Personal Business

Confusion in the skies

As the satellite TV industry takes flight, it’s a challenge just keeping track of the players

Ross Laver August 25 1997
Personal Business

Confusion in the skies

As the satellite TV industry takes flight, it’s a challenge just keeping track of the players

Ross Laver August 25 1997

Confusion in the skies

Personal Business

As the satellite TV industry takes flight, it’s a challenge just keeping track of the players

Ross Laver

Couch potatoes, take note. After several false starts, countless broken promises and one hugely embarrassing flop, the battle lines are now being drawn for the long-awaited war between the directto-home satellite TV industry and Canada’s cable companies.

For consumers, the showdown is both good news and bad. Good, because the arrival of competition in what previously was a seller’s market will mean more choice, better customer service and—with luck—lower prices. But bad because in the coming months the rival camps in this battle for eyeballs will launch a barrage of contradictory advertisements aimed at attracting or retaining subscribers. Figuring out which service offers the best package of programming for the lowest cost is going to be about as easy as filing your taxes.

It’s hard enough just to keep track of the players.

For a while, it looked as though the most formidable of the satellite entrants would be PowerDirecTv, a joint venture between Montreal-based Power Corp. and General Motors’ DirecTV, the leading U.S. satellite broadcaster. Instead, PowerDirecTv chose to bow out on the grounds that the regulations governing the industry were too restrictive and would render it all but impossible to turn a profit.

As a result, the first satellite operator to hit the airwaves was tiny AlphaStar Canada Inc., which began signing up subscribers in March with a basic package of 60 channels for $300 a year, plus $499 up front for a digital tuner and 74-cm dish. The fledgling service might have stood a chance had it not been for the fact that its parent company, Tee-Comm Electronics Inc. of Milton, Ont., was simultaneously engaged in a high-risk effort to crack the U.S. market. When that failed, Tee-Comm was forced to seek bankruptcy protection. Unable to find a buyer for AlphaStar Canada, the receivers finally shut off service to its 7,000 subscribers on Aug. 7.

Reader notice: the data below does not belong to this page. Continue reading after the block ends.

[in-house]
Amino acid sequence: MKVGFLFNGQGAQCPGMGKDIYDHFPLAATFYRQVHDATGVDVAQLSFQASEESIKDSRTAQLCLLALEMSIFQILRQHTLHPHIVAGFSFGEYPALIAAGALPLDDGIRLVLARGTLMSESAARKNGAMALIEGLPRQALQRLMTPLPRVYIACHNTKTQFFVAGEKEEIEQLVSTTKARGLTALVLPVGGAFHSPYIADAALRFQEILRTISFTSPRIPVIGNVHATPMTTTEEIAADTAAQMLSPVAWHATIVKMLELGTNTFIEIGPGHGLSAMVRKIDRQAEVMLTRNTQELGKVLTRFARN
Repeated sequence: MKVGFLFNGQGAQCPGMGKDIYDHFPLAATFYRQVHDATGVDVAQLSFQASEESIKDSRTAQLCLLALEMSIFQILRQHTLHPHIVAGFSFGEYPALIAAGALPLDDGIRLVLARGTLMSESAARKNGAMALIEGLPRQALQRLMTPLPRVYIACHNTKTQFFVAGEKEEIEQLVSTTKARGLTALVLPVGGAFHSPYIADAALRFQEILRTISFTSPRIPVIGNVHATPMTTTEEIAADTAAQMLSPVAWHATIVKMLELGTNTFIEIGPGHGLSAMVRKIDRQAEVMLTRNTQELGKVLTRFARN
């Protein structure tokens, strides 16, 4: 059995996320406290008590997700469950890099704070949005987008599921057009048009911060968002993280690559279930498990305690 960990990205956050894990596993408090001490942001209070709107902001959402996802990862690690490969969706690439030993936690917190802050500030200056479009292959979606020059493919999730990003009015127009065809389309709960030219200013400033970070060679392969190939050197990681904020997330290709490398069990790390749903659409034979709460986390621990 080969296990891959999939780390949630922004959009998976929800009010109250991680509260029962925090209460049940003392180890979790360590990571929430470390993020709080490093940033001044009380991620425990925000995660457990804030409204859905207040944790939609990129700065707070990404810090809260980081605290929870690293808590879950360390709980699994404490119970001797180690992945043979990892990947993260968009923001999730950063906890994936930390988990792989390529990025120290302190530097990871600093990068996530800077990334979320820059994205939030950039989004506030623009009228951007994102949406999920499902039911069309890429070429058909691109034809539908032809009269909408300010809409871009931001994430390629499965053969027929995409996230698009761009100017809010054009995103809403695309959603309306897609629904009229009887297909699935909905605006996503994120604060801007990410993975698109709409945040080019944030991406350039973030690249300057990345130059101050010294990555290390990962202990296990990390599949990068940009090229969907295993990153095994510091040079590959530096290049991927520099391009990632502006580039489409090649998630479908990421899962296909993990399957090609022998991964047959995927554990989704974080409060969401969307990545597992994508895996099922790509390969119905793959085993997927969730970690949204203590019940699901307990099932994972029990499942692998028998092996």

Next off the launchpad was Star Choice Communications Inc. of Fredericton, which

began operations in late April. Almost immediately, Star Choice merged with HomeStar, a rival venture owned by the country’s second-largest cable firm, Shaw Communications of Calgary, which obviously wanted to cover its bets. Star Choice won’t say how many customers it serves, but claims to be on track to reach its target of 65,000 after one year. Subscribers pay $999 for the hardware and $37 a month for 53 TV and 30 commercial-free radio channels.

Although Star Choice recently launched a high-profile ad campaign, the real fireworks won’t begin until the fall when ExpressVu Inc. of Toronto finally rolls out its service after two years of delays, technical glitches and management changes. An arm of the mighty BCE Inc. telecommunications empire, ExpressVu has purchased the rights to the DISH Network brand name from EchoStar Communications Corp., a Coloradobased operator known for aggressive pricing. But while Americans can buy a basic EchoStar receiver and dish for the equivalent of $275, ExpressVu plans to sell the same equipment in Canada for $599, with more sophisticated packages costing $749 and $999. (Because they are programmed differently, a set-top box purchased in the United States will not function in Canada.) “In the United States, the various players are heavily subsidizing the equipment to attract subscribers,” says Michael Neuman, ExpressVu’s president and CEO. ‘We don’t think there’s a need to do that in Canada. If we did, we’d be leaving a lot of money on the table.”

Perhaps, but as competition intensifies, discounts are inevitable. Already, Star Choice has matched ExpressVu’s prices on set-top boxes. Meanwhile, the country’s biggest cable operator, Rogers Communications Inc. (which owns Maclean’s), is bracing for war. “I guarantee that cable will always beat satellite on price and be more than competitive on programming,” says Rogers vice-chairman Phil Lind. The satellite services, naturally, claim the reverse. Let the battle begin.